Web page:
What is God’s predestined plan? Catholic’s and many Protestant denominations believe that God gives each person the “free will” to choose God or reject God. God gives each person the freedom to respond to the grace He offers us. If we respond positively, then we will find ourselves in heaven at the end of our lives, or if we respond negatively, we will find ourselves in hell at life’s end. Even though God knows ultimately who will be saved or dammed, we believe that His act of going before us, empowers us so that we can be saved. But, there are some Christians who believe that we do not have a choice. They believe that God has already predestined everyone to either heaven or hell. This is what is known as “double predestination.” According to this way of thinking, it doesn’t matter if we accept Jesus or not. We are already predestined to what God already decided for us before we were ever born.
A Christian who comes from a Calvinist point of view, says that no one has a choice between accepting or rejecting God’s grace and the invitation to salvation. They would tell you that our salvation is dependent on God’s unchangeable will. It doesn’t matter what a person does, it is already determined where you are headed. A favorite scripture verse for a Calvinist is; “You will say to me then, ‘Why then does he still find fault? For who can resist his will?’ But who indeed are you, a human being, to argue with God? (Romans 9:18-19).”
First of all, the Bible cannot make it any clearer that God does not predestine anyone to hell; “The Lord is not slow about his promise, as some think of slowness, but is patient with you, not wanting any to perish, but all to come to repentance (2 Peter 3:9).” God wills all to be saved, “This is right and is acceptable in the sight of God our Savior, who desires everyone to be saved and to come to the knowledge of the truth (1 Timothy 2:3-4).” The choice is ours. We can accept the grace he offers us, and thus come to the knowledge of truth, or reject the grace that is offered us. We are free to choose to serve or not serve the Lord. Jesus says, “…Let anyone who is thirsty come to me, and let the one who believes in me drink…(John 7:37-38).”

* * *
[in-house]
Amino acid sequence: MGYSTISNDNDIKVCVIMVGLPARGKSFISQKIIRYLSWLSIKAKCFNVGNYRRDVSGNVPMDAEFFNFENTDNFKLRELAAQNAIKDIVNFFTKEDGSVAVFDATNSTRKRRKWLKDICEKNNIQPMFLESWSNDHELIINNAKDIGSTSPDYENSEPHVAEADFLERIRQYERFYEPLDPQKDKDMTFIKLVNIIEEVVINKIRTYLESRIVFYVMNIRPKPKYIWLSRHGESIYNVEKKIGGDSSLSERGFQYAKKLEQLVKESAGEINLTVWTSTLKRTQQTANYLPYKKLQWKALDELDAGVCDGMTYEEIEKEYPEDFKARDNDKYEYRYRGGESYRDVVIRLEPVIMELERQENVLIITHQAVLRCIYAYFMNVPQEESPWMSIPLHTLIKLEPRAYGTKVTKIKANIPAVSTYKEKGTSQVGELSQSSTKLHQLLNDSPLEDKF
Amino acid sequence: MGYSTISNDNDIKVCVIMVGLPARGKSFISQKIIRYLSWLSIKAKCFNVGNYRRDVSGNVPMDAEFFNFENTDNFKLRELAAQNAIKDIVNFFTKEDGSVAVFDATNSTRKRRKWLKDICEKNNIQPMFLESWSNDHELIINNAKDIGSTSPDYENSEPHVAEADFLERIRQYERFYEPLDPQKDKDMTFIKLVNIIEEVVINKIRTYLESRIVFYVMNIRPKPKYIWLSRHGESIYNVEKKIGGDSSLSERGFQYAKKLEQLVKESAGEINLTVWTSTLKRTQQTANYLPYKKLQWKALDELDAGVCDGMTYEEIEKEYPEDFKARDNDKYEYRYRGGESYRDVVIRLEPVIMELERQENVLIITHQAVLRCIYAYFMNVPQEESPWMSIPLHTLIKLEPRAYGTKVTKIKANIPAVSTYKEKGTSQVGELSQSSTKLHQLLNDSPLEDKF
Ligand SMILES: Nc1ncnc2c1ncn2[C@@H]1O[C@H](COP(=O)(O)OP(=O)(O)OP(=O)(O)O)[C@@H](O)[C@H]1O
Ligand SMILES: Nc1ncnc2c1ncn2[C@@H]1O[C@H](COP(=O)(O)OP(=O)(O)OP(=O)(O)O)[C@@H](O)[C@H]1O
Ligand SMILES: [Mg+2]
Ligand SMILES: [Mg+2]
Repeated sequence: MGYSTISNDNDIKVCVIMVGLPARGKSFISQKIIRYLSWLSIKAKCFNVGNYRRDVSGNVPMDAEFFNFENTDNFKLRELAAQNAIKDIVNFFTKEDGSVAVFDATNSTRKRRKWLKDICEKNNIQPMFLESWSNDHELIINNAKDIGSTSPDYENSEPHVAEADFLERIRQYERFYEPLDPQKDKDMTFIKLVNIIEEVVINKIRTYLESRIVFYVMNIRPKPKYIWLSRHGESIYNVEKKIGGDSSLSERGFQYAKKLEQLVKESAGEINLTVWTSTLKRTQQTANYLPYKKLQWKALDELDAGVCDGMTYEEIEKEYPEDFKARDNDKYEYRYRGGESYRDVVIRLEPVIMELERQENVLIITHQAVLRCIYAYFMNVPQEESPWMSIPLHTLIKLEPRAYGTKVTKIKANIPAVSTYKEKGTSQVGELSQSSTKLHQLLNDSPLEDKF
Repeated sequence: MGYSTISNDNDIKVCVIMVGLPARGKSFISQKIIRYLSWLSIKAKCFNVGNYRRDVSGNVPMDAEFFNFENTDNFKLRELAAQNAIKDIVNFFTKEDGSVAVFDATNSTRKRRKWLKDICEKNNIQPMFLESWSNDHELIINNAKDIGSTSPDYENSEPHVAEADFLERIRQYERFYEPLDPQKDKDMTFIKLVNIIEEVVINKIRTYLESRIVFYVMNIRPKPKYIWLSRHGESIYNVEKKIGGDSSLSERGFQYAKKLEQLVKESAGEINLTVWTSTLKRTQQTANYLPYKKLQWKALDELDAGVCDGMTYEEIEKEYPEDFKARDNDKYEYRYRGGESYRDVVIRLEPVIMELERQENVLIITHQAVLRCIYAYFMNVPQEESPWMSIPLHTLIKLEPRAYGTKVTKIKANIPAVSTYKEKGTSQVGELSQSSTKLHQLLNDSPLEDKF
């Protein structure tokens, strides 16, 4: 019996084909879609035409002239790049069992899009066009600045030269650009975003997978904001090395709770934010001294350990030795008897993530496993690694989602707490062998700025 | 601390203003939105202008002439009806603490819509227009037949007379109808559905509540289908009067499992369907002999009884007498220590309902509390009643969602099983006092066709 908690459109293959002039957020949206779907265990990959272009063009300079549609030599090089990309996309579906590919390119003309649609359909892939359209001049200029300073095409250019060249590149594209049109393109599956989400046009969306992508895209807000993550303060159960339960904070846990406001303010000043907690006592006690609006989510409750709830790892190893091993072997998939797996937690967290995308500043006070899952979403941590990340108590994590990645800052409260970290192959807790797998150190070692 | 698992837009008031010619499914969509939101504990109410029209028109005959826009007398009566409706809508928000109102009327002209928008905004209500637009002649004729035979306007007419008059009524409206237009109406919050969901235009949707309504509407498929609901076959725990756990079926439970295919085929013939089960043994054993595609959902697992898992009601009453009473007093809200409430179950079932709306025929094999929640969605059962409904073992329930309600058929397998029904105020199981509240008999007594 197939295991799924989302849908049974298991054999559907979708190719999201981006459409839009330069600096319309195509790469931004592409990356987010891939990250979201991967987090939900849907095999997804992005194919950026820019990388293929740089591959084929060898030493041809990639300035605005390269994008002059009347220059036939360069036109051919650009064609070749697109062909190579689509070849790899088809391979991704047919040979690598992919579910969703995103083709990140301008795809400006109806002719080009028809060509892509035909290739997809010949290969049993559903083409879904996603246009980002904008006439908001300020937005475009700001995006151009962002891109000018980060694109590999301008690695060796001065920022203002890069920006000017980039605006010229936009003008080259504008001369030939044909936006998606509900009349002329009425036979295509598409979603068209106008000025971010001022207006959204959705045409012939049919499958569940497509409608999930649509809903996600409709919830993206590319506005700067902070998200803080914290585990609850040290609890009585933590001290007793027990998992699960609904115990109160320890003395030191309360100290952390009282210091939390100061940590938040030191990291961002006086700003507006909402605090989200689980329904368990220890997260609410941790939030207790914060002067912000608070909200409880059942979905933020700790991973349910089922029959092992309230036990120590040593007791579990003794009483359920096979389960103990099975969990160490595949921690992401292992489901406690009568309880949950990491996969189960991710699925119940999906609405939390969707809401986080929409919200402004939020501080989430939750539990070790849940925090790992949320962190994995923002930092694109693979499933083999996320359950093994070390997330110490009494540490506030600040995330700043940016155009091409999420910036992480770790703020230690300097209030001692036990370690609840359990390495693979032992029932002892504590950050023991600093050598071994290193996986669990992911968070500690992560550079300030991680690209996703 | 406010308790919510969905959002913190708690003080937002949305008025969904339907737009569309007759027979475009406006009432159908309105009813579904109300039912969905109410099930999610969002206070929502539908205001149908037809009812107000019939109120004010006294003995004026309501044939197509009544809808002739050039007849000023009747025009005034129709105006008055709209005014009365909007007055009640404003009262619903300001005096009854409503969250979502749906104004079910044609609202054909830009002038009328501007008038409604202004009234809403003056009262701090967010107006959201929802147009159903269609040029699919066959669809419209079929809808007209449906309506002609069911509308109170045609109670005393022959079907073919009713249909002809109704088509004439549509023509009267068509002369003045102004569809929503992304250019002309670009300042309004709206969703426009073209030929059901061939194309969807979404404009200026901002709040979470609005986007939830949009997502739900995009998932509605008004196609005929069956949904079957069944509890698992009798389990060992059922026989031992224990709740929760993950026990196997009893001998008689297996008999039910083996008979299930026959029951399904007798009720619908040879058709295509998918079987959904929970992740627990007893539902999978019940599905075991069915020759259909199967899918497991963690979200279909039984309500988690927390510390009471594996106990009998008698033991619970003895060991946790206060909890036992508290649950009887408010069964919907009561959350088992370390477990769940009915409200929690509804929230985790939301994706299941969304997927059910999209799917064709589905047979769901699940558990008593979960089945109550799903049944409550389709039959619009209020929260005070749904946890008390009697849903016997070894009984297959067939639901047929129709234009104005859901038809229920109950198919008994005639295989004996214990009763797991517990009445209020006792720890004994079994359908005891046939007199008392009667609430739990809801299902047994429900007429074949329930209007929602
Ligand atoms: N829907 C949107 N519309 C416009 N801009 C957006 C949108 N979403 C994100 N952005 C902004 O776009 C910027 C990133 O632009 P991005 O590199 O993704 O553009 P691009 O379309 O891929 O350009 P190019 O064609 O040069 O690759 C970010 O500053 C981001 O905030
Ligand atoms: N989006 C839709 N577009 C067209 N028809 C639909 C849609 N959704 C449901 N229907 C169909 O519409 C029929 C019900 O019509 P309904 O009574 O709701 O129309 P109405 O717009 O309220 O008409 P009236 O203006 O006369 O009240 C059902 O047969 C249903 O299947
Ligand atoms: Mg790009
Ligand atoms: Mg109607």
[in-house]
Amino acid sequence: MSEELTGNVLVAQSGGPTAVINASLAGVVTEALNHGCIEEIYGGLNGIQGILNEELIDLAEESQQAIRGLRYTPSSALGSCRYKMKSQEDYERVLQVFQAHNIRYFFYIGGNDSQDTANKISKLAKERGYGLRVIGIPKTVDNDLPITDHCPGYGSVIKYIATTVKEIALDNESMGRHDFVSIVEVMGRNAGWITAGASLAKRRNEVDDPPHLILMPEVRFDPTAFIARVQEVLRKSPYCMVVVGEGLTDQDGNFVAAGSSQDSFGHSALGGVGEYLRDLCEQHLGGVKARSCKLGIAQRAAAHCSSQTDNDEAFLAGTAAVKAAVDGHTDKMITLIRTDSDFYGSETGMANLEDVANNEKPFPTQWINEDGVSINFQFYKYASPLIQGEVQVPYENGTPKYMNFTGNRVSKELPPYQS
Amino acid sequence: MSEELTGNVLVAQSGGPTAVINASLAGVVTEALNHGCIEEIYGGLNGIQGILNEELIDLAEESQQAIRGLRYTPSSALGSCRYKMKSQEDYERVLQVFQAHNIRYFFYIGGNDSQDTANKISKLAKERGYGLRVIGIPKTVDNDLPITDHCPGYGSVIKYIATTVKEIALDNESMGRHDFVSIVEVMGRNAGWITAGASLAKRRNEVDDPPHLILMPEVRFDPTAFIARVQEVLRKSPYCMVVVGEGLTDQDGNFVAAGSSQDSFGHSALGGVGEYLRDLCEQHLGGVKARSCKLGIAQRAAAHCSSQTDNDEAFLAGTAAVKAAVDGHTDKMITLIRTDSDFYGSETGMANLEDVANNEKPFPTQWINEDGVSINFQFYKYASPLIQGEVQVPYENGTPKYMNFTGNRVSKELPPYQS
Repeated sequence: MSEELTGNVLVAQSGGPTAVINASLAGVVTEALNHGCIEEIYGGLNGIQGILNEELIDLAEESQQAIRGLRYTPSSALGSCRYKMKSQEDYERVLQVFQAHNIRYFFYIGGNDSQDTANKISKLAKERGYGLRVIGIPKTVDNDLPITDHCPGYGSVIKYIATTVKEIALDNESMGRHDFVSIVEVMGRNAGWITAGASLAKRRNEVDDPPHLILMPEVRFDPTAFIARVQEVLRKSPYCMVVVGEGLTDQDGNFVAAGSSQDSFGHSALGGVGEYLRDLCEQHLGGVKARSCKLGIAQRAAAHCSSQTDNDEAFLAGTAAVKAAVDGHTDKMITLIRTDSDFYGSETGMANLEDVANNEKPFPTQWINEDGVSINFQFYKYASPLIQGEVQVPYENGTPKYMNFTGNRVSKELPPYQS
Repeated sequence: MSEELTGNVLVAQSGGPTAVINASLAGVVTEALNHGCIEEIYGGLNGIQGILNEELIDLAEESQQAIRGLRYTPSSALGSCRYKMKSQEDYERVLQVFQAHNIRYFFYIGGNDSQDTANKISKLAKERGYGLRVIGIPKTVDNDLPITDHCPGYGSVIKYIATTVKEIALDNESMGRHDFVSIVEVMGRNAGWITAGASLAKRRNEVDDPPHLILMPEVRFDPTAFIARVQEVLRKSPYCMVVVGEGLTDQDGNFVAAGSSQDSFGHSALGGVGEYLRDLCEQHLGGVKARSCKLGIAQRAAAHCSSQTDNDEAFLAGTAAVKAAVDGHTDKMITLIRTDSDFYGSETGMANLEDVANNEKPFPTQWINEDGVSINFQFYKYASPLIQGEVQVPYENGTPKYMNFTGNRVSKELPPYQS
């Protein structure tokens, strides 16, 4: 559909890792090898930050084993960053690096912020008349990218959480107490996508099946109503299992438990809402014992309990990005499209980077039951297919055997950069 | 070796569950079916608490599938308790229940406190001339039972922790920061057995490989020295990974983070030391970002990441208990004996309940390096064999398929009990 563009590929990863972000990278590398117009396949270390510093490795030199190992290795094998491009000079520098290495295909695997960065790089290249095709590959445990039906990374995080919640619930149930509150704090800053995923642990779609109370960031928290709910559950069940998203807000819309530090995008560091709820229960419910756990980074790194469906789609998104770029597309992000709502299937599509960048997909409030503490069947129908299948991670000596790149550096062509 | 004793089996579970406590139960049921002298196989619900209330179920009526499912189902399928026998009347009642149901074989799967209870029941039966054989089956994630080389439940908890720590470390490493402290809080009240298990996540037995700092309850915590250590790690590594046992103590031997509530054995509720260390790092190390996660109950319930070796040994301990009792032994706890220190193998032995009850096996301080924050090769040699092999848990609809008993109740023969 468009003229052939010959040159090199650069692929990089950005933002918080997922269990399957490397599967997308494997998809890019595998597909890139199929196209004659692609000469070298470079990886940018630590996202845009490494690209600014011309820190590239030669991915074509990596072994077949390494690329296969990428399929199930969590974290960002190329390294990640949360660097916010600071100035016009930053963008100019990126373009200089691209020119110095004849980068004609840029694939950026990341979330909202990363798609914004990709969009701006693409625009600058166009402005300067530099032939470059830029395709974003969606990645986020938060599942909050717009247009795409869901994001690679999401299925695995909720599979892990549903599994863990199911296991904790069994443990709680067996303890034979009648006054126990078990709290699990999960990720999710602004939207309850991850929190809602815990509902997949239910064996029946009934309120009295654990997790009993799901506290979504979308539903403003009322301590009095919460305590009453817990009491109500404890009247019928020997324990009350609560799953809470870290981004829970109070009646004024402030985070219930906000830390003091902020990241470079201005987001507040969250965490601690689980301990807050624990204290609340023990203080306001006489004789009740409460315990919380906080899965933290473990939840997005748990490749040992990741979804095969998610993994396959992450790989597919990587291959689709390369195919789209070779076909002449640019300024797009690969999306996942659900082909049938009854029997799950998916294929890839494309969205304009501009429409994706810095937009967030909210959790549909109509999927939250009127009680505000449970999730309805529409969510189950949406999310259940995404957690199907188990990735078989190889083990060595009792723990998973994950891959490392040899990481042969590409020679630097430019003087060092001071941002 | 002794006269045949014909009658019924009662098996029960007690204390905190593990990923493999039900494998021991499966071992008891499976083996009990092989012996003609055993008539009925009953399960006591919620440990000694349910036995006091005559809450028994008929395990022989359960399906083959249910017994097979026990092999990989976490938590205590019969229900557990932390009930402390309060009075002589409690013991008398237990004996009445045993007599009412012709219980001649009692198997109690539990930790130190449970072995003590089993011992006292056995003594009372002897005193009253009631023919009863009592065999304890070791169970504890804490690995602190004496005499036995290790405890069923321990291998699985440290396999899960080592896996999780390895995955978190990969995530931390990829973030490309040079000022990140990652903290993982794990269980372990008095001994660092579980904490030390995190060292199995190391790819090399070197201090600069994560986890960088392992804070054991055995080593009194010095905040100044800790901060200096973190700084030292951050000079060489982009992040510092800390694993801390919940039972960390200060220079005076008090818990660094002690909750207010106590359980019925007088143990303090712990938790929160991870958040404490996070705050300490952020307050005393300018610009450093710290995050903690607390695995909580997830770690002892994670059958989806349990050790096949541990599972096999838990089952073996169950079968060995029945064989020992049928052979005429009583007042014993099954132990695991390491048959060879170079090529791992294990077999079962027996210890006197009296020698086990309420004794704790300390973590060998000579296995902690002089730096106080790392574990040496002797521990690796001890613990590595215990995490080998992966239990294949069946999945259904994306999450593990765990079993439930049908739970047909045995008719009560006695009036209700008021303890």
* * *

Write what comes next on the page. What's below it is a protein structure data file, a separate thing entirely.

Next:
What the Catholic Church teaches:
To God, all moments of time are present in their immediacy. When therefore he establishes his eternal plan of “predestination”, he includes in it each person’s free response to his grace: ‘In this city, in fact, both Herod and Pontius Pilate, with the Gentiles and the peoples of Israel, gathered together against your holy servant Jesus, whom you anointed, to do whatever your hand and your plan had predestined to take place (Acts 427-28, Ps 2:1-2).’ For the sake of accomplishing his plan of salvation, God permitted the acts that flowed from their blindness (Catechism of the Catholic Church #600).”
“In His goodness and wisdom God chose to reveal Himself and to make known to us the hidden purpose of His will (see Eph. 1:9) by which through Christ, the Word made flesh, man might in the Holy Spirit have access to the Father and come to share in the divine nature (see Eph. 2:18; 2 Peter 1:4). Through this revelation, therefore, the invisible God (see Col. 1;15, 1 Tim. 1:17) out of the abundance of His love speaks to men as friends (see Ex. 33:11; John 15:14-15) and lives among them (see Bar. 3:38), so that He may invite and take them into fellowship with Himself… (Vatican II, Dei Verbum, ch. 2).”
God, who through the Word creates all things (see John 1:3) and keeps them in existence, gives men an enduring witness to Himself in created realities (see Rom. 1:19-20). Planning to make known the way of heavenly salvation, He went further and from the start manifested Himself to our first parents. Then after their fall His promise of redemption aroused in them the hope of being saved (see Gen. 3:15) and from that time on He ceaselessly kept the human race in His care, to give eternal life to those who perseveringly do good in search of salvation (see Rom. 2:6-7)… (Vatican II, Dei Verbum, ch. 3).”
God gives each of us the amount of grace that is sufficient to make a free choice to seek salvation. We believe that God is a just God, even if it seems that He gives some people more grace than others. It is clear in Scripture that He gives enough; “For the grace of God has appeared, bringing salvation to all, training us to renounce impiety and worldly passions, and in the present age to live lives that are self-controlled, upright, and godly, while we wait for the blessed hope and the manifestation of the glory of our great God and Savior, Jesus Christ (Titus 2: 11-13).”
Until next time, God bless.